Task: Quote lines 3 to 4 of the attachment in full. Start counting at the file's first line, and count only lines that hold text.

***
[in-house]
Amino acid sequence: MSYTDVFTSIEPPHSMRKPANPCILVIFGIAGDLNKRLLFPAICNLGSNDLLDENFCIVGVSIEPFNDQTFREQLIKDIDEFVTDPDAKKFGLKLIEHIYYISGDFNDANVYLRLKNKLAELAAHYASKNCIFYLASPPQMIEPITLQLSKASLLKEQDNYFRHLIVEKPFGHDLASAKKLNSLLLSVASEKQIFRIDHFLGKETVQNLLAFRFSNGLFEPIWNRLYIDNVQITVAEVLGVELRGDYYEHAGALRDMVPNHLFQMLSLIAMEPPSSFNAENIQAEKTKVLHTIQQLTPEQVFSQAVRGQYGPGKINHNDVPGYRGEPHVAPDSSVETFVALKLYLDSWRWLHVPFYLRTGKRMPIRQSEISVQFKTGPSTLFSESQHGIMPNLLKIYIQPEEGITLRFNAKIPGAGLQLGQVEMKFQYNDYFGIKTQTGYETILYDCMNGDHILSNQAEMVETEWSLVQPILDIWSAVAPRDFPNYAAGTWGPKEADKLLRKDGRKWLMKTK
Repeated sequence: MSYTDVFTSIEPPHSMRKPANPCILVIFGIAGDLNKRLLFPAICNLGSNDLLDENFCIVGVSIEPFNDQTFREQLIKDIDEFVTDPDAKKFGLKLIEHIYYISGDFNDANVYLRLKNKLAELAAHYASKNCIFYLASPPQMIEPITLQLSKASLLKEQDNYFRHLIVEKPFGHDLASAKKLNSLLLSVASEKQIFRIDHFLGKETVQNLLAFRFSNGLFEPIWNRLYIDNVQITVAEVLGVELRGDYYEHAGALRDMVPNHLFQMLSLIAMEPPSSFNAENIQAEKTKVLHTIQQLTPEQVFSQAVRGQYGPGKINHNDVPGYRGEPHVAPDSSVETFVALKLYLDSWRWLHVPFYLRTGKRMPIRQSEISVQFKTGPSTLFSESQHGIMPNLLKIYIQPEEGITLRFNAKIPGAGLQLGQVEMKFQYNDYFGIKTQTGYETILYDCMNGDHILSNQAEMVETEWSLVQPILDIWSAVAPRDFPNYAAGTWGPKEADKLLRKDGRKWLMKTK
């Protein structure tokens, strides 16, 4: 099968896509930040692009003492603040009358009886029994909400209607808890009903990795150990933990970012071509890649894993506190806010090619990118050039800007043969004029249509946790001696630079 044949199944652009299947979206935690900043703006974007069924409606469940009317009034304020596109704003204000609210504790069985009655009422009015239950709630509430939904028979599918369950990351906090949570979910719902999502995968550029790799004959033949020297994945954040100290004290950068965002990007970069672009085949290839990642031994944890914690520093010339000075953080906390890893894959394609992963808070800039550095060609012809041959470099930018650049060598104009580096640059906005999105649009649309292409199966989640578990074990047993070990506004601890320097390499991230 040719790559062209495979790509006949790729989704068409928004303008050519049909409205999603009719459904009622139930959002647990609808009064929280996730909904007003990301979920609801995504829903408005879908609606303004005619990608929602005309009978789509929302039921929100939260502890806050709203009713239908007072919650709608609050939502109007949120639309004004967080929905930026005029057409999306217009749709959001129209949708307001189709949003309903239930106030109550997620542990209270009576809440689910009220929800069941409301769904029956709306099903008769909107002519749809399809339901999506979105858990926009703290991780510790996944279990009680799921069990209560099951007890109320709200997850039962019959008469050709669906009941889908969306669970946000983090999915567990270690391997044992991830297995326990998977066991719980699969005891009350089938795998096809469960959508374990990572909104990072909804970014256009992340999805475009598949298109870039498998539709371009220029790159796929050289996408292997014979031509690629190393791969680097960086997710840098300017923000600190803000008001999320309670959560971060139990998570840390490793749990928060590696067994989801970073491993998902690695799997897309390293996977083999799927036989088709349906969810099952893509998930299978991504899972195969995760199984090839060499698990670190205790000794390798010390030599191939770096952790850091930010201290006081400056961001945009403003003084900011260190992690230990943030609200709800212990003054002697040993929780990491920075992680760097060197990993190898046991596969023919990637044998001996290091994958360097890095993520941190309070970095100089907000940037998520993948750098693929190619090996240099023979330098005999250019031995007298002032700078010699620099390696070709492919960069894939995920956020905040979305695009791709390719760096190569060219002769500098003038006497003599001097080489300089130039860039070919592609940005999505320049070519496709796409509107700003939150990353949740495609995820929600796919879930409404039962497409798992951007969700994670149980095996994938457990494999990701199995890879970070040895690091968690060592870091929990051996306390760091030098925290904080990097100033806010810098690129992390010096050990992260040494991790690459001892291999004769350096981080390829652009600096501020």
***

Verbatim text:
Repeated sequence: MSYTDVFTSIEPPHSMRKPANPCILVIFGIAGDLNKRLLFPAICNLGSNDLLDENFCIVGVSIEPFNDQTFREQLIKDIDEFVTDPDAKKFGLKLIEHIYYISGDFNDANVYLRLKNKLAELAAHYASKNCIFYLASPPQMIEPITLQLSKASLLKEQDNYFRHLIVEKPFGHDLASAKKLNSLLLSVASEKQIFRIDHFLGKETVQNLLAFRFSNGLFEPIWNRLYIDNVQITVAEVLGVELRGDYYEHAGALRDMVPNHLFQMLSLIAMEPPSSFNAENIQAEKTKVLHTIQQLTPEQVFSQAVRGQYGPGKINHNDVPGYRGEPHVAPDSSVETFVALKLYLDSWRWLHVPFYLRTGKRMPIRQSEISVQFKTGPSTLFSESQHGIMPNLLKIYIQPEEGITLRFNAKIPGAGLQLGQVEMKFQYNDYFGIKTQTGYETILYDCMNGDHILSNQAEMVETEWSLVQPILDIWSAVAPRDFPNYAAGTWGPKEADKLLRKDGRKWLMKTK
């Protein structure tokens, strides 16, 4: 099968896509930040692009003492603040009358009886029994909400209607808890009903990795150990933990970012071509890649894993506190806010090619990118050039800007043969004029249509946790001696630079 044949199944652009299947979206935690900043703006974007069924409606469940009317009034304020596109704003204000609210504790069985009655009422009015239950709630509430939904028979599918369950990351906090949570979910719902999502995968550029790799004959033949020297994945954040100290004290950068965002990007970069672009085949290839990642031994944890914690520093010339000075953080906390890893894959394609992963808070800039550095060609012809041959470099930018650049060598104009580096640059906005999105649009649309292409199966989640578990074990047993070990506004601890320097390499991230 040719790559062209495979790509006949790729989704068409928004303008050519049909409205999603009719459904009622139930959002647990609808009064929280996730909904007003990301979920609801995504829903408005879908609606303004005619990608929602005309009978789509929302039921929100939260502890806050709203009713239908007072919650709608609050939502109007949120639309004004967080929905930026005029057409999306217009749709959001129209949708307001189709949003309903239930106030109550997620542990209270009576809440689910009220929800069941409301769904029956709306099903008769909107002519749809399809339901999506979105858990926009703290991780510790996944279990009680799921069990209560099951007890109320709200997850039962019959008469050709669906009941889908969306669970946000983090999915567990270690391997044992991830297995326990998977066991719980699969005891009350089938795998096809469960959508374990990572909104990072909804970014256009992340999805475009598949298109870039498998539709371009220029790159796929050289996408292997014979031509690629190393791969680097960086997710840098300017923000600190803000008001999320309670959560971060139990998570840390490793749990928060590696067994989801970073491993998902690695799997897309390293996977083999799927036989088709349906969810099952893509998930299978991504899972195969995760199984090839060499698990670190205790000794390798010390030599191939770096952790850091930010201290006081400056961001945009403003003084900011260190992690230990943030609200709800212990003054002697040993929780990491920075992680760097060197990993190898046991596969023919990637044998001996290091994958360097890095993520941190309070970095100089907000940037998520993948750098693929190619090996240099023979330098005999250019031995007298002032700078010699620099390696070709492919960069894939995920956020905040979305695009791709390719760096190569060219002769500098003038006497003599001097080489300089130039860039070919592609940005999505320049070519496709796409509107700003939150990353949740495609995820929600796919879930409404039962497409798992951007969700994670149980095996994938457990494999990701199995890879970070040895690091968690060592870091929990051996306390760091030098925290904080990097100033806010810098690129992390010096050990992260040494991790690459001892291999004769350096981080390829652009600096501020």